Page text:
Skip to main content

How many worries are in your worry queue?

I'm a worrier. My mother was a worrier. My kids are worriers. It's been going down the line. But the other day while riding in the car with my daughter, son-in-law and their kids some potentially worrisome topic came up and my daughter commented "I have too many other things to worry about. I don't have room for that one." And then my son-in-law said "Your worry queue is filled." An image immediately came into my head of a line-up of worries stepping into my head until my head was full and the rest of the queue simply had no room to enter. Like "queuing up" for a bus and the bus arrives but it's crowded and only a few people can squeeze in.

And I got to thinking that it would be quite a relief to turn my head into a mini-car rather than a bus. There would be so much less room for worries. And if ever there was a time, I thought, to limit the space in my head for worries it would be now. Worries take up too much space and I feel as I get older that I need that space for more productive thoughts. The way I see it, space is limited. You give too much of it to worries you simply limit the space for anything else.

No one is worry-free. Nor do I think we should be. But I do believe that idle worries are a waste of precious time. I want to try to keep my worry queue limited to worries that I can do something about. I want my worries to lead to actions that will resolve the worries. I want those worries that will get me nowhere and simply take up space to get off the queue altogether. Go queue up on some other line.

I'm trading in my bus for a Mini Cooper. Anyone care to join me???


Popular posts from this blog

My friend asked me to pose nude for her...

The other day C. called. She has always been an avid photographer and she's really good. I have one of her photos on my wall. Anyway, she told me she was going off for a weekend course in how to photograph people in the nude. Older people. In particular, older women. I waited. I didn't have to wait long. I had my "no" at the ready. When she did ask me if I would pose for her I thought it would be rude to just say "no." What I did say was that the day I can get dressed facing the mirror rather than with my back to it, I would consider it. Notice, I was careful not to say anything definitive. Here's the thing. Like plenty of you out there I have a hang-up about my body. It's not a bad body, especially given that it's an older body. And I'm not going to list the various parts of my body that I particularly have a hang-up about because...well, it would be a long, boring and familiar list. But I really wanted to show my support for C.'s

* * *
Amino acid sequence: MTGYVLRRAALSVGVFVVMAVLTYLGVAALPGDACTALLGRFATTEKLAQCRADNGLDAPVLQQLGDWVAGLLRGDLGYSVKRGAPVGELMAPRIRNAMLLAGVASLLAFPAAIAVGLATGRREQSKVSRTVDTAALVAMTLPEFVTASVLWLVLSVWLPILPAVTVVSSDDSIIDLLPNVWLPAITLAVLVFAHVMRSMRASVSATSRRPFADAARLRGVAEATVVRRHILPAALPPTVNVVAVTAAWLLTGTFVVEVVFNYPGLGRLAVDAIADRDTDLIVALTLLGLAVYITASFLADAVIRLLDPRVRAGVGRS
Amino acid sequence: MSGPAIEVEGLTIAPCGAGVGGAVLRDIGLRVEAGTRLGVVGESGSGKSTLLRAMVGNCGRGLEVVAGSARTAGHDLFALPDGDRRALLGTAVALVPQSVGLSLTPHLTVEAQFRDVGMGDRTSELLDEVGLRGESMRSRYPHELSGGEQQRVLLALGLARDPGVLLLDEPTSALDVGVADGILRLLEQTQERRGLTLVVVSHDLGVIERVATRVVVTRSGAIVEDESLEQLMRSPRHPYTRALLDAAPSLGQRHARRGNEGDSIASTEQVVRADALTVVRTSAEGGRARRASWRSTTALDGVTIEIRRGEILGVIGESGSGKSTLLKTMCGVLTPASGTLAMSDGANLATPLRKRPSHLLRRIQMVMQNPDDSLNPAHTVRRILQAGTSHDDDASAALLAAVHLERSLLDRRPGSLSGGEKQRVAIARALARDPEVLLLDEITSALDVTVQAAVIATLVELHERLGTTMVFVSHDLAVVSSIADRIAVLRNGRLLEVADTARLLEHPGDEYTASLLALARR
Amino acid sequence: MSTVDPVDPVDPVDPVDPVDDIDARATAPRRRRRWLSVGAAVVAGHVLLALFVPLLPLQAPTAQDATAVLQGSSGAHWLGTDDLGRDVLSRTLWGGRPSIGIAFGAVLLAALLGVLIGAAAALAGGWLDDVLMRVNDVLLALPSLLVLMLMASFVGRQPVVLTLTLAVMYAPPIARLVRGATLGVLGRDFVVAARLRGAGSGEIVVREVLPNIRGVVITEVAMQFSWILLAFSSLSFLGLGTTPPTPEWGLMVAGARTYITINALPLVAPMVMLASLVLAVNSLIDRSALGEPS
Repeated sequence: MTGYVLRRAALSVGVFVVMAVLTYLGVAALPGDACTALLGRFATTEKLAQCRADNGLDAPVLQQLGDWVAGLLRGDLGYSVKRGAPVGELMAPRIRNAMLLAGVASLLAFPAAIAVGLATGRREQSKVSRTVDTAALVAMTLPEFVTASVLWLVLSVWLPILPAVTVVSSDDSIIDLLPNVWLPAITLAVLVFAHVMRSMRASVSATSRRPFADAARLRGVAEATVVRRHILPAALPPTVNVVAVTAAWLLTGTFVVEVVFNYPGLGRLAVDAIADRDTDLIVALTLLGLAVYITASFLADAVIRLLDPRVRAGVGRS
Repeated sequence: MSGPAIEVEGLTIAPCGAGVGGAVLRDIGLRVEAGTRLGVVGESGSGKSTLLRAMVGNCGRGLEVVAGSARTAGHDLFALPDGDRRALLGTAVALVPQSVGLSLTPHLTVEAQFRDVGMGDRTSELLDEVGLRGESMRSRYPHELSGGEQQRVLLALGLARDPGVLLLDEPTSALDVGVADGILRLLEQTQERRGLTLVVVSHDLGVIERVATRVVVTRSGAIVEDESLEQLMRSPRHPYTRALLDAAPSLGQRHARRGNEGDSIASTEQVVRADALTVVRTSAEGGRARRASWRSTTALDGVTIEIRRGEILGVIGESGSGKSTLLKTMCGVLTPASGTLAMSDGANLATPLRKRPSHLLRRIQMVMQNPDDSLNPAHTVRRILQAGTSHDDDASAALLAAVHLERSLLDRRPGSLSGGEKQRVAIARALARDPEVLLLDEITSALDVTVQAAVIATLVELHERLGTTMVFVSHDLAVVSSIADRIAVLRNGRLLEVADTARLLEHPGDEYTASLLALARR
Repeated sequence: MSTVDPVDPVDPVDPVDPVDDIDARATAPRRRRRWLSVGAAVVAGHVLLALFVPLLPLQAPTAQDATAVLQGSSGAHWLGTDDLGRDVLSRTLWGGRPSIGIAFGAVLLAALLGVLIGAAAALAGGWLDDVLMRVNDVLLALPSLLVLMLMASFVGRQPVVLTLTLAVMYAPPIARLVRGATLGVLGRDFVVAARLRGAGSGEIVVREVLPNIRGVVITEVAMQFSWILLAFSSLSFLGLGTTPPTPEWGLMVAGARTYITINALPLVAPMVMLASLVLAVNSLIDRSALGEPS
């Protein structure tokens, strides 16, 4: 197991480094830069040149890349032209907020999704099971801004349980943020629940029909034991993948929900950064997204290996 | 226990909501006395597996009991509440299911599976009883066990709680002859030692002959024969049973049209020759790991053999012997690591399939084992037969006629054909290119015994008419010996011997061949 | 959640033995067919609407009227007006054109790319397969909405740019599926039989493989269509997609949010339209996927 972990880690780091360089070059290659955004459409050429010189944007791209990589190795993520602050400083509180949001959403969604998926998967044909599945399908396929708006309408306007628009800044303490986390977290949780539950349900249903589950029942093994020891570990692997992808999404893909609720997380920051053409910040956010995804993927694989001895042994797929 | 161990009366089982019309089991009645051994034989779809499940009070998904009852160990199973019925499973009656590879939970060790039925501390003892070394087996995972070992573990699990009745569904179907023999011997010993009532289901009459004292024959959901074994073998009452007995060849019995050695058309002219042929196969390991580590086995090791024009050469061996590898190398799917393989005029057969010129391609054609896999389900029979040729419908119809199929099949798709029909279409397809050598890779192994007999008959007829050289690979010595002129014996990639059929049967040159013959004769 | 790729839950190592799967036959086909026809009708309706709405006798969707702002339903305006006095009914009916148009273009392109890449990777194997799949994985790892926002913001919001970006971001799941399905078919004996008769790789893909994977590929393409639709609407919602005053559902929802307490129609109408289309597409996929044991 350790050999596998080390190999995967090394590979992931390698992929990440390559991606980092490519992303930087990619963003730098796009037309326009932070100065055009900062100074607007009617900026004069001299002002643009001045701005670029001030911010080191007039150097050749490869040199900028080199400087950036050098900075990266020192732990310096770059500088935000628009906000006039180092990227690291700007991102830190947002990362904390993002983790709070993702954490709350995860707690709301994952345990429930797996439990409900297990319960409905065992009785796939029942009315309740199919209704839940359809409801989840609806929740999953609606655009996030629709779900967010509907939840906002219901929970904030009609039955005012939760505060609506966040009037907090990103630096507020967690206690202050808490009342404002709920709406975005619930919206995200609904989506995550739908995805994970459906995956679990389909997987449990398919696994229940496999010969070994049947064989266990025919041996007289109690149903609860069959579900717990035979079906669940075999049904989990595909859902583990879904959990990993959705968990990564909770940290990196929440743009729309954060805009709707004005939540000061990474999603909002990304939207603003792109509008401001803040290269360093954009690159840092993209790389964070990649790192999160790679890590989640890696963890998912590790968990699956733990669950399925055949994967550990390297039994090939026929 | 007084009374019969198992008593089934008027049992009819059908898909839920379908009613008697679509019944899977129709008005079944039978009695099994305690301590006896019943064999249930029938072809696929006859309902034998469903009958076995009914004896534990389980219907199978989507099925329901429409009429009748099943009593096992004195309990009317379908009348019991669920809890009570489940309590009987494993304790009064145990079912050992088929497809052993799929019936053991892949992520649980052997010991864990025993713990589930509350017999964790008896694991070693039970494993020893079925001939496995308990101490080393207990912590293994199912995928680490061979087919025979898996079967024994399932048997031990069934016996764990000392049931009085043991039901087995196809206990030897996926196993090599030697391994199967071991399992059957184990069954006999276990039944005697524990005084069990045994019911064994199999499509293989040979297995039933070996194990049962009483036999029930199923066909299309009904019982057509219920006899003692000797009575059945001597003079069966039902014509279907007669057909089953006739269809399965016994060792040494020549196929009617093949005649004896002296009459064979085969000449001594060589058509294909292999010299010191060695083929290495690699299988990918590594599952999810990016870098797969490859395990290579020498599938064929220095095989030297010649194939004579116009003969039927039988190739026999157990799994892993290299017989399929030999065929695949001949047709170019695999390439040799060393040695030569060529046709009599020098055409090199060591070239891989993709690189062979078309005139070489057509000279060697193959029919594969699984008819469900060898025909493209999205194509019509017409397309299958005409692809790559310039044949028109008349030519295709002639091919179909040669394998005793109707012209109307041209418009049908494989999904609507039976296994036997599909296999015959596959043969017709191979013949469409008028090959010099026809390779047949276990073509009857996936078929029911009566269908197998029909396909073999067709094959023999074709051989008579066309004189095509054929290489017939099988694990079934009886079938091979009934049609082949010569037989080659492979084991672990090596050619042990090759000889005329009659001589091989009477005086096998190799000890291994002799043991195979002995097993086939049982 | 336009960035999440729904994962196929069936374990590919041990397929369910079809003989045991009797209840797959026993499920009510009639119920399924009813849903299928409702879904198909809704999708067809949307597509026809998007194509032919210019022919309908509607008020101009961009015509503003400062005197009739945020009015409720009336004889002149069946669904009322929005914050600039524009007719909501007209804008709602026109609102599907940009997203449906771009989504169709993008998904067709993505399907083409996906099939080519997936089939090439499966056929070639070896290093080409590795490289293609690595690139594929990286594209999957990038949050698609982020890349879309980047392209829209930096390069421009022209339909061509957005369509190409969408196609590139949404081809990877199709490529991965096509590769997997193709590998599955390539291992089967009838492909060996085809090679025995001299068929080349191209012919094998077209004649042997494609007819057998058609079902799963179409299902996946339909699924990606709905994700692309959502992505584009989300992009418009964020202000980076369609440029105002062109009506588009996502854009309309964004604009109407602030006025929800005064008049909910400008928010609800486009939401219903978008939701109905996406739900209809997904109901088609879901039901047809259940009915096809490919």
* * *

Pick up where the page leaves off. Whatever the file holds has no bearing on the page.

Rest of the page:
Thank God you can pick your friends!

My husband and I are about to celebrate the 50th wedding anniversary of very special friends. We met Ted and Deanna 36 years ago and we've stayed strongly connected through a number of moves (ours not theirs), illnesses, life's many ups and downs. We've shared sad times and joyous times. We've traveled together, spent wonderful visits at each others' homes. I'm sure we must have shared thousands of meals together. Thousands of laughs. They've always, ALWAYS been there for us and we have always tried to be there for them. History. We have a deep and meaningful shared history. J. and I are  truly blessed to have a wonderful group of close friends and we value them all. But there are very few couples I've known and loved longer than this very special couple. You can't pick your blood relatives but thank God you can pick your friends. From the very first time we all met, J and I picked them. We were couples with young families. We were in the first dec

You can take the girl out of The Bronx, but...

Well, you know the rest. I have to confess for a long time I really tried to get rid of The Bronx. For a long time after that I thought I had. And for a long time I felt good about it. I'd escaped. No one could tell by my speech, my look, my style, etc. I used to love to hear, "You're from The Bronx? I'd never have guessed." And it's more than that. It's escaping a past that didn't fit in with my fantasy of who I wanted to become, who I wanted to be. It was an escape from a certain social class, an escape from parents whose customs, manners, interests felt alien to me - or maybe the truth was I wanted them to feel alien to me. I wanted to be my own creation!  But deep down I knew the truth. I knew it and it bothered me. I felt like there was really no escape. Not from The Bronx. Not from the lower income class that shaped me. Not from a mother who loved a bargain more than almost anything. And it bothered me. But lately something has changed. It&